About the year 1489 A.D., in a village named Aghirnas in central Anatolia, Yousef was born into a Christian family. Like every new-born, as Prophet Muhammed said, he had the innate potentiality of Islam. His grandfather, Dogan Yousef Aga was a respected builder and his father a carpenter and stone mason. He studied through his eyes, learned through his hands and grew up to be intelligent, skilful, strong and sober in character. At the age of 23 he was inducted into the Janissary cadet system and taken to Istanbul. He became a Muslim and was named Sinan Abdul-Mennan (Spearhead, Slave of God the All-Giving). It will be inaccurate to assert that he changed his faith after a free-thinking comparison between Greek Orthodox Christianity and Islam. What can be said with confidence is that, once a Muslim, he never exhibited any doubt or ambivalence.

His personal life, his two pious foundation charters, his ‘peak performance’ as he came to mosque designs, his deep desire to surpass the dome of Haigia Sophia in the name of his faith, and his vigorous participation in the Muslim thrust into Europe, especially the campaigns of 1522, 1526 and 1529, are all a testimony to Sinan’s vitalistic belief in Islam. He worked within the imperial system and its hierarchies, he addressed the sultans and viziers as the conventions of the court demanded, but there is no evidence that he ever sold his soul or tried to purchase someone else’s. He did not plot or participate in the assassination of rivals. On the contrary, as his genius emerged and expressed itself in full bloom through his work, he was sought after by the notables of the vast empire to build them mosques, tombs and pious foundations in addition to his duties as the Royal Chief Architect.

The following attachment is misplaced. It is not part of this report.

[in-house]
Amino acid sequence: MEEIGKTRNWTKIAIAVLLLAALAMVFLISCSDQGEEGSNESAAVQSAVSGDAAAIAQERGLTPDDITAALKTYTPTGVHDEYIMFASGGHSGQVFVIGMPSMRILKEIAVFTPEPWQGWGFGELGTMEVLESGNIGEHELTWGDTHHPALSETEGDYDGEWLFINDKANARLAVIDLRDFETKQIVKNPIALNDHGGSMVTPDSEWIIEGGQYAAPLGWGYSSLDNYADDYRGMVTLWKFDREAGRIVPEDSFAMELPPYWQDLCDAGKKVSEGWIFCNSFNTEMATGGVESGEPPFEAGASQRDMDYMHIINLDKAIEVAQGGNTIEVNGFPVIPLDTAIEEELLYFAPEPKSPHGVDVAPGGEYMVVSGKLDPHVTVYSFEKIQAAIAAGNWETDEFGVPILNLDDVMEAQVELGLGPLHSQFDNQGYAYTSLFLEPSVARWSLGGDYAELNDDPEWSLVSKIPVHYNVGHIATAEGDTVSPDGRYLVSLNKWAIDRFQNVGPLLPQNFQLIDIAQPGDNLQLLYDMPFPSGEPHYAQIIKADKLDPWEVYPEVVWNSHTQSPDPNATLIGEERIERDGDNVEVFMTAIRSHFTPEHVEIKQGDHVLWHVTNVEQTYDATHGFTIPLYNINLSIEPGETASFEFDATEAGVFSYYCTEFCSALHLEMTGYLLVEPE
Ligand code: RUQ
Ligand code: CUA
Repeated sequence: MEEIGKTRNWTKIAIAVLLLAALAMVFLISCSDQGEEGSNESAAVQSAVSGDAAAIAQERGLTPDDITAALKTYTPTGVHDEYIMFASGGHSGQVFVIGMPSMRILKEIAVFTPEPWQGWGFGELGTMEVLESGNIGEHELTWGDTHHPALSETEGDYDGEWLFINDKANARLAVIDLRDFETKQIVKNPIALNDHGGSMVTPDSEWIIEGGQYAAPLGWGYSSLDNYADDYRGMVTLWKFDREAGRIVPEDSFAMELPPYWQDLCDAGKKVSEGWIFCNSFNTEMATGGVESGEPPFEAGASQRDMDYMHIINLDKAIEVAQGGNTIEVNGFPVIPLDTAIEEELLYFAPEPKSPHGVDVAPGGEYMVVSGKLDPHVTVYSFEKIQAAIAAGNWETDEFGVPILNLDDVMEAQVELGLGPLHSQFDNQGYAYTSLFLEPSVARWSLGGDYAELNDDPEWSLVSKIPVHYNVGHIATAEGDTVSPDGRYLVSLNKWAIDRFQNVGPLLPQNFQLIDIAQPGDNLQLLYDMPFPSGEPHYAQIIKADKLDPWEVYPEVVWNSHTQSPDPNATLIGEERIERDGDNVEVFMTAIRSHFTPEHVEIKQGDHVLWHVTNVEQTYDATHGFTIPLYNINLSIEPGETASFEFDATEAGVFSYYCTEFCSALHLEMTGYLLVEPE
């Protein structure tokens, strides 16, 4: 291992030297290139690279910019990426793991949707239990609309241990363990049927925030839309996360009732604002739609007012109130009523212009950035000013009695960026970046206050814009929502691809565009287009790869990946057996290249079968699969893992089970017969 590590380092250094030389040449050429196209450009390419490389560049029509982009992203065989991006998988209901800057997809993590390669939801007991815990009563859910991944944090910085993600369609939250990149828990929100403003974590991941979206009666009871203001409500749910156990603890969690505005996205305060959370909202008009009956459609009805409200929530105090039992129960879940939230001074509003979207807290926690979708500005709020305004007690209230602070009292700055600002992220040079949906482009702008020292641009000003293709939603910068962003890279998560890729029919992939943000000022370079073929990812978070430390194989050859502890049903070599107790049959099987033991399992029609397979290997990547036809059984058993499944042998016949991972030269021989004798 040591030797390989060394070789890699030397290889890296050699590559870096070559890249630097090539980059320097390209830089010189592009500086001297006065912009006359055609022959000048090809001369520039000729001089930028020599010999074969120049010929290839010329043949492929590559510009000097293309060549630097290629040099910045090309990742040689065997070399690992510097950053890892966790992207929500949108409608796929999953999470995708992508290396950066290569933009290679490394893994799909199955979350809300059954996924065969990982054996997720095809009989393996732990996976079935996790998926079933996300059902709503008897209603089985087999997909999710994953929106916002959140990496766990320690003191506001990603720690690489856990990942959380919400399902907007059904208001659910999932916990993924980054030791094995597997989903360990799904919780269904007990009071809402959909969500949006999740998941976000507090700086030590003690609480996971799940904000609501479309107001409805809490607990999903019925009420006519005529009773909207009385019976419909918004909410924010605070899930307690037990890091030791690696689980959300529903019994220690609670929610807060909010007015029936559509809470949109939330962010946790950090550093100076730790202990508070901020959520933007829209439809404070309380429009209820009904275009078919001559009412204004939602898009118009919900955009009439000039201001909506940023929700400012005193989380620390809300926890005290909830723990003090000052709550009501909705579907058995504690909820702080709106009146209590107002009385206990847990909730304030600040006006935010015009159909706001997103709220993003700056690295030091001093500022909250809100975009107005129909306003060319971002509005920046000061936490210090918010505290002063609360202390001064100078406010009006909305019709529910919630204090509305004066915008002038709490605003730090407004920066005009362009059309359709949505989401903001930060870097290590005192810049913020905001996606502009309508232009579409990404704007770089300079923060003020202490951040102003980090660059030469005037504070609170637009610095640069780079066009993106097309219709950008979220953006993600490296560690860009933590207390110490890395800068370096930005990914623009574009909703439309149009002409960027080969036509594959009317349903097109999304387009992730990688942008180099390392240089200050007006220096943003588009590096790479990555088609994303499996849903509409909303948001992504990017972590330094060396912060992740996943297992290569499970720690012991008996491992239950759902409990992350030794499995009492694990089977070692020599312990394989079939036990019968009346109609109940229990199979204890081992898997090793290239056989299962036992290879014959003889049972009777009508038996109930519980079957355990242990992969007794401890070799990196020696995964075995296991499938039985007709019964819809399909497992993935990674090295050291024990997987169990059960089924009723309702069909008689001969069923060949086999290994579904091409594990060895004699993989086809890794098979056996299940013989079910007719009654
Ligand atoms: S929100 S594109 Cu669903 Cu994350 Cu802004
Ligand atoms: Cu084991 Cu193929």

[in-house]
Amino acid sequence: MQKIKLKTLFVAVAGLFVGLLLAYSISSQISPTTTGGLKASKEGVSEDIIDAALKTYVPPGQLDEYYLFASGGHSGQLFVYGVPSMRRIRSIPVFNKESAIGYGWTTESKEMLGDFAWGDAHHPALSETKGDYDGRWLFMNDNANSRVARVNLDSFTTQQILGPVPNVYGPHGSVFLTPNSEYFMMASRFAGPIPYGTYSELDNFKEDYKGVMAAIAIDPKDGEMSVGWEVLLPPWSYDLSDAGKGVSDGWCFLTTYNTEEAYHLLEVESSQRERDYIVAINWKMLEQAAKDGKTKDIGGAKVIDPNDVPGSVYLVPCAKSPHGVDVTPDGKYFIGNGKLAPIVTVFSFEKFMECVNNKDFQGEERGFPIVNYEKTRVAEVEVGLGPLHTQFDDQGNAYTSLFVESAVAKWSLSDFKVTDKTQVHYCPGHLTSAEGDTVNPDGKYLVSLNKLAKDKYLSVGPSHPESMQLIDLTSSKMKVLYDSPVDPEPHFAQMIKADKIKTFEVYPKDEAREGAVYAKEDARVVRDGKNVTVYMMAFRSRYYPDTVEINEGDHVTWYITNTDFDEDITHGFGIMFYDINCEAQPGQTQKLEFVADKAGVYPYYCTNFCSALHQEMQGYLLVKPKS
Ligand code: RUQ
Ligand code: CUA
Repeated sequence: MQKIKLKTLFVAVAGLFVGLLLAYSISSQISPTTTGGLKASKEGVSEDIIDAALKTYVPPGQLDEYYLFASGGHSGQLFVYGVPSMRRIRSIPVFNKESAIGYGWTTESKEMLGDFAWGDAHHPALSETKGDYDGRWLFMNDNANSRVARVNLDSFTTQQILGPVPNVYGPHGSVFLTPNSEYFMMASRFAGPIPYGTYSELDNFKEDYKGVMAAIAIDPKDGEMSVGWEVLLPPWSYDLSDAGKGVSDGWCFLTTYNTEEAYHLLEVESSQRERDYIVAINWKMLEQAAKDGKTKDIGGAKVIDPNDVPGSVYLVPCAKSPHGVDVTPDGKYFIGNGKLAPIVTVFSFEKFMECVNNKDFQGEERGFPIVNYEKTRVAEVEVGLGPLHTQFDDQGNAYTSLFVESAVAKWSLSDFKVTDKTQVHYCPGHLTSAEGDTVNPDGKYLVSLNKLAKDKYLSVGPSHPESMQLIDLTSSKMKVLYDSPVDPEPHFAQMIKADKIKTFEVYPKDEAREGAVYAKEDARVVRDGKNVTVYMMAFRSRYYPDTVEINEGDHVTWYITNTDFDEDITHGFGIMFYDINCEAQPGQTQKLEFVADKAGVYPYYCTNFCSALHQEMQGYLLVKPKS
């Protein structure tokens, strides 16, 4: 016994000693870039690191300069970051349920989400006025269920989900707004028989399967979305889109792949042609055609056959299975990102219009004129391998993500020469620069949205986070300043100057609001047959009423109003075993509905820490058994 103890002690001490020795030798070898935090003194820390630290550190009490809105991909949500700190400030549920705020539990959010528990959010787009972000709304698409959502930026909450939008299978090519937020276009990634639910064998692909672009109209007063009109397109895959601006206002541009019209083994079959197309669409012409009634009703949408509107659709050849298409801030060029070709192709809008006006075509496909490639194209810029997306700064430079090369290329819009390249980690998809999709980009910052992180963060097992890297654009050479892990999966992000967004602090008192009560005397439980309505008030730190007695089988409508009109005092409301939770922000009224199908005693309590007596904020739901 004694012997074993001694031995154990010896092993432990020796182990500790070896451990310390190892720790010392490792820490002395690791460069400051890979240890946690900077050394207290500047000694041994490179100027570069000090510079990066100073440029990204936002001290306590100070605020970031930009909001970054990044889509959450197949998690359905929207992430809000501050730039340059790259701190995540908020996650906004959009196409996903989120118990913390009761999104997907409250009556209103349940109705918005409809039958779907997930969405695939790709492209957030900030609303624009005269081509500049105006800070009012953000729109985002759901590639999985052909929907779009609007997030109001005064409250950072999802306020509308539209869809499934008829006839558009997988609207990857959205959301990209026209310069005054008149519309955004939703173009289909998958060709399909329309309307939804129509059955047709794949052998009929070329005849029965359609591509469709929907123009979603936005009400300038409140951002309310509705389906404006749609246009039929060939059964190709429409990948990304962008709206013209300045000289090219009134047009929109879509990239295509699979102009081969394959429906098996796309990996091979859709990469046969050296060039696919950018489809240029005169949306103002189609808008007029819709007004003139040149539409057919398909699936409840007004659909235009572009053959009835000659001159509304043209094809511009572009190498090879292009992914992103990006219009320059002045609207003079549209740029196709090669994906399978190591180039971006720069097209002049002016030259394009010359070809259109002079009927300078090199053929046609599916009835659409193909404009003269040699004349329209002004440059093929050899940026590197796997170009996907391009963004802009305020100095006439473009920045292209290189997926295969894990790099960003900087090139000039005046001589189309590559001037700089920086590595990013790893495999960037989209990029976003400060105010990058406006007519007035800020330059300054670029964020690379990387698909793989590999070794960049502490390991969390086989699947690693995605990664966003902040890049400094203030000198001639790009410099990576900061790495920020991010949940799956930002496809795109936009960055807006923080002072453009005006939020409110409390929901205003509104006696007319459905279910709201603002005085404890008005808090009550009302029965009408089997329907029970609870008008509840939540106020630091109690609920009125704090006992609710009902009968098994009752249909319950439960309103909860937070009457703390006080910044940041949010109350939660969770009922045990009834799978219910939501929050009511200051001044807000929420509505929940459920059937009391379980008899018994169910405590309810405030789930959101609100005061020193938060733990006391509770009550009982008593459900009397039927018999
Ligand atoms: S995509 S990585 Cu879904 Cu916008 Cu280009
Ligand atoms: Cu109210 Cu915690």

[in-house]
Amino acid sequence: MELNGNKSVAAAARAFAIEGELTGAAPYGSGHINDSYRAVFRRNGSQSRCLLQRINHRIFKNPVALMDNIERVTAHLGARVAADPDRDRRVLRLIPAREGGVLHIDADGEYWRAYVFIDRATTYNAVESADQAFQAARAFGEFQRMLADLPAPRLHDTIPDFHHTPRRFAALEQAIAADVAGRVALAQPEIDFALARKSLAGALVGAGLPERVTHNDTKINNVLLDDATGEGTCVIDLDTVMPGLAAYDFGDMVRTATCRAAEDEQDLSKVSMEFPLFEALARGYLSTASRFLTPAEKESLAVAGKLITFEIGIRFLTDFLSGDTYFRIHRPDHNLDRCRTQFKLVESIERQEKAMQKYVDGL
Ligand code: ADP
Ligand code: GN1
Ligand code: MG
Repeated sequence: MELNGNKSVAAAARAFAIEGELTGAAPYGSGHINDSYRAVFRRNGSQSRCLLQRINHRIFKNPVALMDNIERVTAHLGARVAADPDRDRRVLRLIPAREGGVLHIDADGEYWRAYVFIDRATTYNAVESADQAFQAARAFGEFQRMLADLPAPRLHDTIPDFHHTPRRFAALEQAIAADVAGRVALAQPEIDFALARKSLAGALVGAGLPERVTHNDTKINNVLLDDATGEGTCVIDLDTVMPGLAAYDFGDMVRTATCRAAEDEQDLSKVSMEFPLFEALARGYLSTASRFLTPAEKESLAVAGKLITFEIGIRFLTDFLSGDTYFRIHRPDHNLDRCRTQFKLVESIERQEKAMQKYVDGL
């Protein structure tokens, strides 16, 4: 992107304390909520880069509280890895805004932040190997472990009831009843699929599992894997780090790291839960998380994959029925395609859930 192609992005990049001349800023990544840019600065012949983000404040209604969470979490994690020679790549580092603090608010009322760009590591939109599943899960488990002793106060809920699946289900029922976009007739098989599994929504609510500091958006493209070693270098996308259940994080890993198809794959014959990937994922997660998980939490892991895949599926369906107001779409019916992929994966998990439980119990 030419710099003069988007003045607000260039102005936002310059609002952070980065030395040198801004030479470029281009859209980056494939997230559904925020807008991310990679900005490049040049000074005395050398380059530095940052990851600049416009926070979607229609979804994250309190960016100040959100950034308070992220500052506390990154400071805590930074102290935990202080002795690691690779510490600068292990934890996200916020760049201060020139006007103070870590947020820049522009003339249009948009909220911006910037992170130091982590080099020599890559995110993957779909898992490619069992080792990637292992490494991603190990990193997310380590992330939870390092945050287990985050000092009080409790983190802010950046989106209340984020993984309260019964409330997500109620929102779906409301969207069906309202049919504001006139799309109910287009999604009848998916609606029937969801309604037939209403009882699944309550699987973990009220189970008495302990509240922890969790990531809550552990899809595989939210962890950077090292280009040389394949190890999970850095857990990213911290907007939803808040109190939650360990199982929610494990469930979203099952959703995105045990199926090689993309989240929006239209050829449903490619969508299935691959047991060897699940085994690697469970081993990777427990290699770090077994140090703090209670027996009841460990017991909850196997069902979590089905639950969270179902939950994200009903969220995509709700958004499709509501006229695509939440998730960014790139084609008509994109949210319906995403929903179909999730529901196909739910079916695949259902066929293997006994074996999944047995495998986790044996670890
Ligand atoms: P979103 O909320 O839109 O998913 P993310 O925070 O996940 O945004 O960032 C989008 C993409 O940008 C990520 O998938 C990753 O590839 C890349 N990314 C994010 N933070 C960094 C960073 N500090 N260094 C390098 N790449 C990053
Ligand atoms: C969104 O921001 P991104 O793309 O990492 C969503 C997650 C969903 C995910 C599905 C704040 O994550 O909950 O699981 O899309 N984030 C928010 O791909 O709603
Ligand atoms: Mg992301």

Well into his years (1567), he built Buvukrhakme bridge, one of his engineering masterpieces, and on one pier he carved his name as Yousef Abdullah. He must have recognized the honoured station of Prophet Yousef in the Qur’an and chosen this opportunity to remember the name his parents gave him or perhaps he had this urge to recall his builder grandfather’s name. It could be that he had risen to the level of recognizing the spirit of Abrahamic monotheism and felt that it was most appropriate to reassert his Yousef as long as he was Abdullah, the Slave of God, the Protector of both the Prophets Yousef and Muhammed. At the age of 94, he performed Hajj in all the hardships of his time.